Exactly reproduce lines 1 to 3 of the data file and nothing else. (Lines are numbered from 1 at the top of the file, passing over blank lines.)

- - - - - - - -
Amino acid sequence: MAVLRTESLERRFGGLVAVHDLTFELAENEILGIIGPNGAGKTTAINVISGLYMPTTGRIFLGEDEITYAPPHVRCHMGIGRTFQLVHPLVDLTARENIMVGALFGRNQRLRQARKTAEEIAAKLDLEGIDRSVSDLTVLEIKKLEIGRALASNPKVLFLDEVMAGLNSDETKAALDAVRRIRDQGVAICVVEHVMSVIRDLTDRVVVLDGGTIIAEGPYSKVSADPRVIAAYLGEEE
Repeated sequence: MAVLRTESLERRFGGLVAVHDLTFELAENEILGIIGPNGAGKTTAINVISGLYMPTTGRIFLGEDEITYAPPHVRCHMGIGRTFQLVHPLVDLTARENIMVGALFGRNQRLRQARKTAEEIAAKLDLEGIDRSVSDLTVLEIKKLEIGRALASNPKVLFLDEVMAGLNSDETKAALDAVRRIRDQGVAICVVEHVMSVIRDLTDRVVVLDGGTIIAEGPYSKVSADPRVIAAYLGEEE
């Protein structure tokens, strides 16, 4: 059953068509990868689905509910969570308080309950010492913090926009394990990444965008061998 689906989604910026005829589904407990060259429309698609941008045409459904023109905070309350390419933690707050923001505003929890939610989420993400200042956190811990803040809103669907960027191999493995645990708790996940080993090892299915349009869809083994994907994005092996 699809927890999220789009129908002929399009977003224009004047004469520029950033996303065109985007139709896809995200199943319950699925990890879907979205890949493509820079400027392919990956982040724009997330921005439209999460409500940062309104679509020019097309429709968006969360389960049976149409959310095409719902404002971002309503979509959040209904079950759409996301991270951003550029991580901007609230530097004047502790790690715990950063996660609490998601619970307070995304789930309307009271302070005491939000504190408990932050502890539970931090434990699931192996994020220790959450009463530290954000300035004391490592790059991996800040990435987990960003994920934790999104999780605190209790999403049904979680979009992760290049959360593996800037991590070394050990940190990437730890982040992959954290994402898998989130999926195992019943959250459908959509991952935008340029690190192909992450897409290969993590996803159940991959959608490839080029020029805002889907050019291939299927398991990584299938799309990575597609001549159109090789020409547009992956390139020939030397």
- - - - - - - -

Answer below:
Amino acid sequence: MAVLRTESLERRFGGLVAVHDLTFELAENEILGIIGPNGAGKTTAINVISGLYMPTTGRIFLGEDEITYAPPHVRCHMGIGRTFQLVHPLVDLTARENIMVGALFGRNQRLRQARKTAEEIAAKLDLEGIDRSVSDLTVLEIKKLEIGRALASNPKVLFLDEVMAGLNSDETKAALDAVRRIRDQGVAICVVEHVMSVIRDLTDRVVVLDGGTIIAEGPYSKVSADPRVIAAYLGEEE
Repeated sequence: MAVLRTESLERRFGGLVAVHDLTFELAENEILGIIGPNGAGKTTAINVISGLYMPTTGRIFLGEDEITYAPPHVRCHMGIGRTFQLVHPLVDLTARENIMVGALFGRNQRLRQARKTAEEIAAKLDLEGIDRSVSDLTVLEIKKLEIGRALASNPKVLFLDEVMAGLNSDETKAALDAVRRIRDQGVAICVVEHVMSVIRDLTDRVVVLDGGTIIAEGPYSKVSADPRVIAAYLGEEE
């Protein structure tokens, strides 16, 4: 059953068509990868689905509910969570308080309950010492913090926009394990990444965008061998 689906989604910026005829589904407990060259429309698609941008045409459904023109905070309350390419933690707050923001505003929890939610989420993400200042956190811990803040809103669907960027191999493995645990708790996940080993090892299915349009869809083994994907994005092996 699809927890999220789009129908002929399009977003224009004047004469520029950033996303065109985007139709896809995200199943319950699925990890879907979205890949493509820079400027392919990956982040724009997330921005439209999460409500940062309104679509020019097309429709968006969360389960049976149409959310095409719902404002971002309503979509959040209904079950759409996301991270951003550029991580901007609230530097004047502790790690715990950063996660609490998601619970307070995304789930309307009271302070005491939000504190408990932050502890539970931090434990699931192996994020220790959450009463530290954000300035004391490592790059991996800040990435987990960003994920934790999104999780605190209790999403049904979680979009992760290049959360593996800037991590070394050990940190990437730890982040992959954290994402898998989130999926195992019943959250459908959509991952935008340029690190192909992450897409290969993590996803159940991959959608490839080029020029805002889907050019291939299927398991990584299938799309990575597609001549159109090789020409547009992956390139020939030397």